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TNM Staging

Find out about tumour, node and metastasis (TNM) staging and treatment.

Your scans will give some information about the stage of your cancer. But your doctor may not be able to tell you the exact stage until you have surgery.

The TNM staging system is the most common way that doctors stage prostate cancer. TNM stands for Tumour, Node, Metastasis.

Doctors may also use a number staging system.

Or your doctor might describe your cancer as localised, locally advanced or advanced.

Tumour (T)

Tumour describes the size of the tumour (area of cancer). This is a simplified description of the T stage.

There are 4 main stages of cancer size in prostate cancer – T1 to T4.

TX means the main cancer (primary) can’t be assessed.

T0 means there is no sign of cancer.

T1

T1 means the cancer is too small to be seen on a scan, or felt during examination of the prostate.
It’s divided into T1a, T1b and T1c.

T1a and T1b

The surgeon unexpectedly finds T1a and T1b cancers during surgery for other reasons. The cancer is in less than 5% of the removed tissue (T1a) or more than 5% of the removed tissue (T1b).

T1c cancers are found by biopsy, for example after a raised PSA level.

T2

T2 means the cancer is completely inside the prostate gland. It’s divided into T2a, T2b and T2c.

T2a means the cancer is in only half of one side of the prostate gland.

T2b means the cancer is in more than half of one side of the prostate gland.

T2c means the cancer is in both sides but is still inside the prostate gland.

T3

T3 means the cancer has broken through the capsule (covering) of the prostate gland. It’s divided into T3a and T3b.

T3a means the cancer has broken through the capsule (covering) of the prostate gland.

T3b means the cancer has spread into the tubes that carry semen (seminal vesicles).

Diagram showing TNM stages for prostate cancer.jpg

T4

T4 means the cancer has spread into other body organs nearby, such as the back passage, bladder, or the pelvic wall.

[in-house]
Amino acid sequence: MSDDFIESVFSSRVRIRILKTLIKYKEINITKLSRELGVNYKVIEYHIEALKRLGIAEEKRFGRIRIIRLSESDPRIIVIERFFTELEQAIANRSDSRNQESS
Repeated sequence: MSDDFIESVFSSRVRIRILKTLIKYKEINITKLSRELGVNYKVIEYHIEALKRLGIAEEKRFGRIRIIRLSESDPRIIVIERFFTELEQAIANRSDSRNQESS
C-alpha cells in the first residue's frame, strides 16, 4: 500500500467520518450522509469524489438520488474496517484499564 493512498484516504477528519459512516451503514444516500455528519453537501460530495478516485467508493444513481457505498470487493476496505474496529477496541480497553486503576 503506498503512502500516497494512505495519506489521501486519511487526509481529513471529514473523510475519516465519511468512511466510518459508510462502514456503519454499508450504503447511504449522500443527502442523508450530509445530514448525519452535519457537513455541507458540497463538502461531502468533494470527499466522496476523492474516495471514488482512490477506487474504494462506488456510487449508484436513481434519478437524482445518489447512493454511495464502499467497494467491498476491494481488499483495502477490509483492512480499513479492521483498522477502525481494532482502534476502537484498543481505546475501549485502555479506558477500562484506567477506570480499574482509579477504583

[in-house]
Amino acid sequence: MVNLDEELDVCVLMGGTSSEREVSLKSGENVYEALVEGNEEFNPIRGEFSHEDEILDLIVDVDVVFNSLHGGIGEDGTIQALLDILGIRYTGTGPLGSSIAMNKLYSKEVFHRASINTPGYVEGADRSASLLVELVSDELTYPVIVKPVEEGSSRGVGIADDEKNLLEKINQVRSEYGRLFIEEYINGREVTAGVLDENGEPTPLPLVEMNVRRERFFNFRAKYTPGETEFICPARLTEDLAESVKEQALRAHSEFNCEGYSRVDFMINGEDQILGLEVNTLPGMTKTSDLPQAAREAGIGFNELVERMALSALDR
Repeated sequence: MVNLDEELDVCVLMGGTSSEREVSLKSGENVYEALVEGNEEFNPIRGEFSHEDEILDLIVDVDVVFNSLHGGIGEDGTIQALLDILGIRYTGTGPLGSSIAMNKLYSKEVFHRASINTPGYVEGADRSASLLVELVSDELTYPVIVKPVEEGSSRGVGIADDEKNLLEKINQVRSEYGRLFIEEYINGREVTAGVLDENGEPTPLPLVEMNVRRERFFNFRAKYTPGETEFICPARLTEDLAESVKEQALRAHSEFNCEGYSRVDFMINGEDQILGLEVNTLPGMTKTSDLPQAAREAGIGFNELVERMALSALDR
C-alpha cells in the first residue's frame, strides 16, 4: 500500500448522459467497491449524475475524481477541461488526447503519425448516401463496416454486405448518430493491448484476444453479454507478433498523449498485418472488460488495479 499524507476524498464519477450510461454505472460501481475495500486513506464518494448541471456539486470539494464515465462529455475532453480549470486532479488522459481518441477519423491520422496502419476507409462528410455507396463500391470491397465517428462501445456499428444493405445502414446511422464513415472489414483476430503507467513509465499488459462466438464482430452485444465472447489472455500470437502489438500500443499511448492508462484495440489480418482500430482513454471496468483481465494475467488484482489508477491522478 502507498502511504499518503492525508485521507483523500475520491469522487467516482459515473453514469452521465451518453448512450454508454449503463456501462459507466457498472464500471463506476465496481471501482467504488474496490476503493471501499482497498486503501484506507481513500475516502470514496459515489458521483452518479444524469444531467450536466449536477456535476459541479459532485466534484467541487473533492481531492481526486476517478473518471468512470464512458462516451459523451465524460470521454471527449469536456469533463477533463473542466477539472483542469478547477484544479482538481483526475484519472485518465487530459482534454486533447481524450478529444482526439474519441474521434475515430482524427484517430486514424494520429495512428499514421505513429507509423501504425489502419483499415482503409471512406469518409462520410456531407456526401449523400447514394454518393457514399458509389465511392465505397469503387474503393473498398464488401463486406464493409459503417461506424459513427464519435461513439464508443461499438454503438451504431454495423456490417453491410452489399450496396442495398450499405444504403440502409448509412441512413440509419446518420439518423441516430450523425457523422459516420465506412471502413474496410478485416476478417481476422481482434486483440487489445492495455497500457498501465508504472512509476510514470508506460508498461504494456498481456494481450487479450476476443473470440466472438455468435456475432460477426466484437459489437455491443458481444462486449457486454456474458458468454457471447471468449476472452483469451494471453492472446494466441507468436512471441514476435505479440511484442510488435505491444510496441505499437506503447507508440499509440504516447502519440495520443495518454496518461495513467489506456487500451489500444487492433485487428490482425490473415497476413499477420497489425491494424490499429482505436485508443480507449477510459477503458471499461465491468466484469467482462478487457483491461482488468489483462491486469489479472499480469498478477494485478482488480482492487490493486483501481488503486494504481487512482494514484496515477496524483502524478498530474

Diagram of the prostate showing a T4 sized tumour

Node (N)

Node (N) describes whether the cancer has spread to the lymph nodes.

  • NX means that the lymph nodes can’t be assessed
  • N0 means that the nearby lymph nodes don’t contain cancer cells
  • N1 means there are cancer cells in lymph nodes near the prostate
Diagram showing the lymph nodes around the prostate

Metastasis (M)

Metastasis (M) describes whether the cancer has spread to a different part of the body.

There are 2 stages of metastasis – M0 and M1.

M0 means the cancer hasn’t spread to other organs.

M1 means the cancer has spread to other parts of the body outside the pelvis. It is split into M1a, M1b and M1c.

M1a means there are cancer cells in lymph nodes outside the pelvis

M1b means there are cancer cells in the bone

M1c means there are cancer cells in other places

Diagram showing metastasis of prostate cancer

Treatment

The stage of your cancer helps your doctor to decide which treatment you need. Treatment also depends on:
  • what the cancer cells look like under the microscope (Gleason score)
  • your PSA blood test level
  • your type of cancer (the type of cells the cancer started in)
  • your age and general health
  • how you feel about what the treatments involve and the side effects

You might not have treatment straight away. Sometimes your doctor monitors your cancer and starts treatment if the cancer begins to grow. Depending on your situation, they may call this:

  • active surveillance
  • watchful waiting
If you have treatment this might include:
  • surgery to remove your prostate
  • external radiotherapy
  • internal radiotherapy (brachytherapy)
  • hormone therapy
  • high frequency ultrasound therapy (HIFU) as part of a clinical trial
  • cryotherapy as part of a clinical trial
  • chemotherapy
  • symptom control treatment
Last reviewed: 
06 Jul 2016
  • AJCC Cancer Staging Manual (7th Edition)

    S Edge and others. Springer. 2011

  • Cancer of the prostate: ESMO Clinical Practice Guidelines for diagnosis, treatment and follow-up

    C Parker and others. Annals of Oncology, 2015. Vol 26 (suppl 5): v69-v77

  • Prostate cancer: diagnosis and management

    National Institute for Health and Care Excellence (NICE) guidelines, January 2014.

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